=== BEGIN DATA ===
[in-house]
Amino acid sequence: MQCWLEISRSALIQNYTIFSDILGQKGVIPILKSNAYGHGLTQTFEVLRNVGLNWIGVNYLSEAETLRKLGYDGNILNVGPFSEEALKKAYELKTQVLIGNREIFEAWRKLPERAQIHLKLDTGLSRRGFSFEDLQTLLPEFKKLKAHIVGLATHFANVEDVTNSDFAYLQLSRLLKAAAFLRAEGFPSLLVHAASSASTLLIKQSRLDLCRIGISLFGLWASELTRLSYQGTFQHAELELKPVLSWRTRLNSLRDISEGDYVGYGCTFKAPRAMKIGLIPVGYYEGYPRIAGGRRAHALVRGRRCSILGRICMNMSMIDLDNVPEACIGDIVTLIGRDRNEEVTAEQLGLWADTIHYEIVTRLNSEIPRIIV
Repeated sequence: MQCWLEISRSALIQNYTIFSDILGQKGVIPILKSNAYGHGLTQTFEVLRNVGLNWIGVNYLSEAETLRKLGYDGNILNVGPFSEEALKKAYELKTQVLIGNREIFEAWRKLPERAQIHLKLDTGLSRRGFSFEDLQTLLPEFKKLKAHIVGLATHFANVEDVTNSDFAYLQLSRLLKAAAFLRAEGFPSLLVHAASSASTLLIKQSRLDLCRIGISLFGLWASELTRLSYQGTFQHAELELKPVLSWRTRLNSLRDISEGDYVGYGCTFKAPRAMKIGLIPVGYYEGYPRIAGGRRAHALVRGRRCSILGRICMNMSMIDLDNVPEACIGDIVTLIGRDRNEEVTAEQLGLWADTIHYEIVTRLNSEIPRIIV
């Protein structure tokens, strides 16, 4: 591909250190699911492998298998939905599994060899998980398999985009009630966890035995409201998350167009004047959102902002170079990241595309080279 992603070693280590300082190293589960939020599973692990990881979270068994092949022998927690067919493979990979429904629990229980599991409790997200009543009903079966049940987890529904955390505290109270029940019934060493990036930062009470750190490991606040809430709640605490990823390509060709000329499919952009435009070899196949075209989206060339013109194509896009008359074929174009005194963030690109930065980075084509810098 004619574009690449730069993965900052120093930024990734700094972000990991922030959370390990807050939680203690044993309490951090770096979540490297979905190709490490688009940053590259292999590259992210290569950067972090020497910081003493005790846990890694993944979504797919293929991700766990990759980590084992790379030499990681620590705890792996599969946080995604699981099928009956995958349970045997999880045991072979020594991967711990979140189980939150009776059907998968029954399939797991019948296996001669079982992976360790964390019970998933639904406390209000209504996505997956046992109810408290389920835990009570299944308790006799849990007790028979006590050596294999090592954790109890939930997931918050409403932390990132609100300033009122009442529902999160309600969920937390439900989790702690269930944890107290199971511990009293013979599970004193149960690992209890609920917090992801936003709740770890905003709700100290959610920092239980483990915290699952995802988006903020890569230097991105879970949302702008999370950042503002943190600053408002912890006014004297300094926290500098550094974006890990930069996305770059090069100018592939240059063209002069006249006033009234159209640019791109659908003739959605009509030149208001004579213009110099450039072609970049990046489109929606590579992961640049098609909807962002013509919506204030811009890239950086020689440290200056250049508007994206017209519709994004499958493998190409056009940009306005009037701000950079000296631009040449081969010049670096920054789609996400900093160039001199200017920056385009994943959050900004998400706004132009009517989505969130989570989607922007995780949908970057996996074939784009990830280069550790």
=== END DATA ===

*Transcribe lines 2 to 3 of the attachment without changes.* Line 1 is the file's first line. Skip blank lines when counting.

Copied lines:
Amino acid sequence: MQCWLEISRSALIQNYTIFSDILGQKGVIPILKSNAYGHGLTQTFEVLRNVGLNWIGVNYLSEAETLRKLGYDGNILNVGPFSEEALKKAYELKTQVLIGNREIFEAWRKLPERAQIHLKLDTGLSRRGFSFEDLQTLLPEFKKLKAHIVGLATHFANVEDVTNSDFAYLQLSRLLKAAAFLRAEGFPSLLVHAASSASTLLIKQSRLDLCRIGISLFGLWASELTRLSYQGTFQHAELELKPVLSWRTRLNSLRDISEGDYVGYGCTFKAPRAMKIGLIPVGYYEGYPRIAGGRRAHALVRGRRCSILGRICMNMSMIDLDNVPEACIGDIVTLIGRDRNEEVTAEQLGLWADTIHYEIVTRLNSEIPRIIV
Repeated sequence: MQCWLEISRSALIQNYTIFSDILGQKGVIPILKSNAYGHGLTQTFEVLRNVGLNWIGVNYLSEAETLRKLGYDGNILNVGPFSEEALKKAYELKTQVLIGNREIFEAWRKLPERAQIHLKLDTGLSRRGFSFEDLQTLLPEFKKLKAHIVGLATHFANVEDVTNSDFAYLQLSRLLKAAAFLRAEGFPSLLVHAASSASTLLIKQSRLDLCRIGISLFGLWASELTRLSYQGTFQHAELELKPVLSWRTRLNSLRDISEGDYVGYGCTFKAPRAMKIGLIPVGYYEGYPRIAGGRRAHALVRGRRCSILGRICMNMSMIDLDNVPEACIGDIVTLIGRDRNEEVTAEQLGLWADTIHYEIVTRLNSEIPRIIV